As Russian students headed back to school this year, many were given updated history textbooks – part of an attempt by Russian President Vladimir Putin to reaffirm his chosen narrative of Russia’s place in the world. The new books include a glorified account of Russia’s history, derision aimed at its enemies and justifications for the invasion of Ukraine.
In Vladimir Putin’s Russia, no sector escapes the reach of the state. As students began a new year of classes last week they were presented with new textbooks, each written within the space of a few months and presenting a revised interpretation of the fall of the Soviet Union, the Putin era and the causes of the Ukraine war. The books are part of a larger attempt by the Putin regime to shape how younger generations see Russia’s place in the world and the ongoing war in Ukraine.
Formally introduced in mid-August by Education Minister Sergei Kravtsov, the new texts garnered immediate criticism after they were leaked online for illustrating Putin’s efforts to establish an “alternate reality” that rejects widely accepted historical facts, even those facts that were once accepted by Russia.
One of the textbooks is aimed at 17-year-olds and covers the postwar period from 1945 to today while another new edition, for 16-year-olds, discusses World War II. Chapters covering the Soviet Union in the final decades of the Cold War and events in Russia in the years that followed have been rewritten.
The texts also absolve Russia of responsibility for the war in Ukraine; what Russia calls its “special military operation” (using the term “war” can carry lengthy prison terms) is instead blamed on the United States. Some sections proclaim that “Ukraine is a neo-Nazi state” while “Russia is a country of heroes” and feature a quote from Putin falsely claiming that “Russia did not start any military actions but is trying to end them”.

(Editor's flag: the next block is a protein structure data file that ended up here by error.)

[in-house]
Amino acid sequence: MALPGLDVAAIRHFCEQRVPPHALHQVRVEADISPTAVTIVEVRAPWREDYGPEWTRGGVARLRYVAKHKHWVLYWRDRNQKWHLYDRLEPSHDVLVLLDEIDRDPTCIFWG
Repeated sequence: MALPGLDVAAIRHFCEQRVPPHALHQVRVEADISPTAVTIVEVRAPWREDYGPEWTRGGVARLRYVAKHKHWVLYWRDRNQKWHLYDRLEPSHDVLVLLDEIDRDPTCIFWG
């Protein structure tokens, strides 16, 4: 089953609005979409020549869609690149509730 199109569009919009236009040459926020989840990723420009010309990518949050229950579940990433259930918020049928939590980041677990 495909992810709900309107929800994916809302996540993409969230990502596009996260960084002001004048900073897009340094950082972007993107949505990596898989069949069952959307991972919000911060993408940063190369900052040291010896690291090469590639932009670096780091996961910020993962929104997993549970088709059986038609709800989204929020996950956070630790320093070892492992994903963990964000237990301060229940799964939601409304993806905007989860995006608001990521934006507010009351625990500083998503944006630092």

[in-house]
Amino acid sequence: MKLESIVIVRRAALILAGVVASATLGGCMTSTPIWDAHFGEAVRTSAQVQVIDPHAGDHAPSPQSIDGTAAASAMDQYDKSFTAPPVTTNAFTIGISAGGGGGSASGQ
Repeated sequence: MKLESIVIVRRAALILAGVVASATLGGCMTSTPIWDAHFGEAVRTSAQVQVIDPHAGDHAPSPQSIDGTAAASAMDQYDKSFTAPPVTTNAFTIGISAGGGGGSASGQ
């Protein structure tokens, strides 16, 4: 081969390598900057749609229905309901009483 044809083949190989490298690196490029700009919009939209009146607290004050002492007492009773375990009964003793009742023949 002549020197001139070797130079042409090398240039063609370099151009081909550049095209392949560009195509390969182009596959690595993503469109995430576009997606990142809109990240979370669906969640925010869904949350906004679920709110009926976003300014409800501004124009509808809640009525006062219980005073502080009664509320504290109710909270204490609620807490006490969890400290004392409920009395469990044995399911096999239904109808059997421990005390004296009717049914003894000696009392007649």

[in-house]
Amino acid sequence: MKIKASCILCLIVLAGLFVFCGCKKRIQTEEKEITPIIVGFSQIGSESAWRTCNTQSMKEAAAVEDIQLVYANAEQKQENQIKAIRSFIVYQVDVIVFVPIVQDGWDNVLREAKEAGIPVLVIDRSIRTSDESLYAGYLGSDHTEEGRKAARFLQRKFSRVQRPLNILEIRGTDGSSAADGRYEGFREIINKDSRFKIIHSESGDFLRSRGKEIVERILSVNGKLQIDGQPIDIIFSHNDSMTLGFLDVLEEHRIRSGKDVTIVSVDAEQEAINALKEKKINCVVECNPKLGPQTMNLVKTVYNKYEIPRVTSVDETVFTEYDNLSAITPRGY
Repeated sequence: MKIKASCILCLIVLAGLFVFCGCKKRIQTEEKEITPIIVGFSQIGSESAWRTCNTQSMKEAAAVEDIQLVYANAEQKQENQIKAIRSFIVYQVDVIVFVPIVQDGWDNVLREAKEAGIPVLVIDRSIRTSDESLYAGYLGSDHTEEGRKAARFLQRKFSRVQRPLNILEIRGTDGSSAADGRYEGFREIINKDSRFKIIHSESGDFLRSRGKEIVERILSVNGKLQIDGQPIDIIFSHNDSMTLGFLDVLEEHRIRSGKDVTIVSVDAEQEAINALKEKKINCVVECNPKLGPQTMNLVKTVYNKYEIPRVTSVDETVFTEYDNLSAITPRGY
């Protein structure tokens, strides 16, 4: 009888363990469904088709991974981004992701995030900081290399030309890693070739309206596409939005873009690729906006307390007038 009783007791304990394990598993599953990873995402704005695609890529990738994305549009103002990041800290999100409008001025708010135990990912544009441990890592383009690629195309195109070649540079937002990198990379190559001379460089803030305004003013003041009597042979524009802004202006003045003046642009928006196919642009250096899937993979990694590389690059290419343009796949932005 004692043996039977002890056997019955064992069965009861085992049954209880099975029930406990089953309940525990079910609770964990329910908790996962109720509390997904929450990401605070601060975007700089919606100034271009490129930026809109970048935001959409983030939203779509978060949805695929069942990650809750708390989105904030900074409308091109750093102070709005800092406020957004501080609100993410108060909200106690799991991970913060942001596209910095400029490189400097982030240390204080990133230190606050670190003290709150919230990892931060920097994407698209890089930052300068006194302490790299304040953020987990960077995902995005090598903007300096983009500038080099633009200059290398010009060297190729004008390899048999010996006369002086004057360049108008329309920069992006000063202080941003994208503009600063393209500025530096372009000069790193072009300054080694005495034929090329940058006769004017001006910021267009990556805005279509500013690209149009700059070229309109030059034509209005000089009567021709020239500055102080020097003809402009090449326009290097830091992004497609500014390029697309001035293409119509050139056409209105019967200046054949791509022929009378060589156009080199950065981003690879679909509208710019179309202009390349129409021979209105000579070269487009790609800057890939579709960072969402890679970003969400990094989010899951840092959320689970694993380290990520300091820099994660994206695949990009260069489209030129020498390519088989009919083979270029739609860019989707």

At a press conference that coincided with the first day of classes, presidential aide and a key author of the texts, Vladimir Medinsky, was forthright in saying the new schoolbooks present the “state’s position on current events”.
“It is important to see the textbooks as only a small part of the efforts of the regime to rewrite history and to present Russia as a country with its own laws, which do not correspond with the laws of the West,” said Galia Ackerman, a writer and historian who specialises in modern Russia and the post-soviet states. “It is also unsurprising that the books were [co]-written by Medinsky, a former culture minister who has been trying to develop lessons on patriotism since 2012.”
Convincing the world Russia is a victim
The new textbooks come after the introduction last year of obligatory weekly ideological sessions known as “Conversations About Important Things” in which teachers offer the official view on Russia’s invasion of Ukraine to children as young as 10. Putin himself spoke to children about the ongoing war during one of these sessions on September 1 as students headed back to school.
The new textbooks are part of a larger gas-lighting movement in which Putin has repeatedly tried to persuade his own population – and the world – that Russia is a victim rather than the aggressor in a disastrous war that has now left some 500,000 people either killed or wounded on both the Russian and Ukrainian sides, according to US estimates released in mid-August. US officials caution that casualty figures are estimates as Moscow is suspected of minimising losses, while Ukraine does not disclose official figures.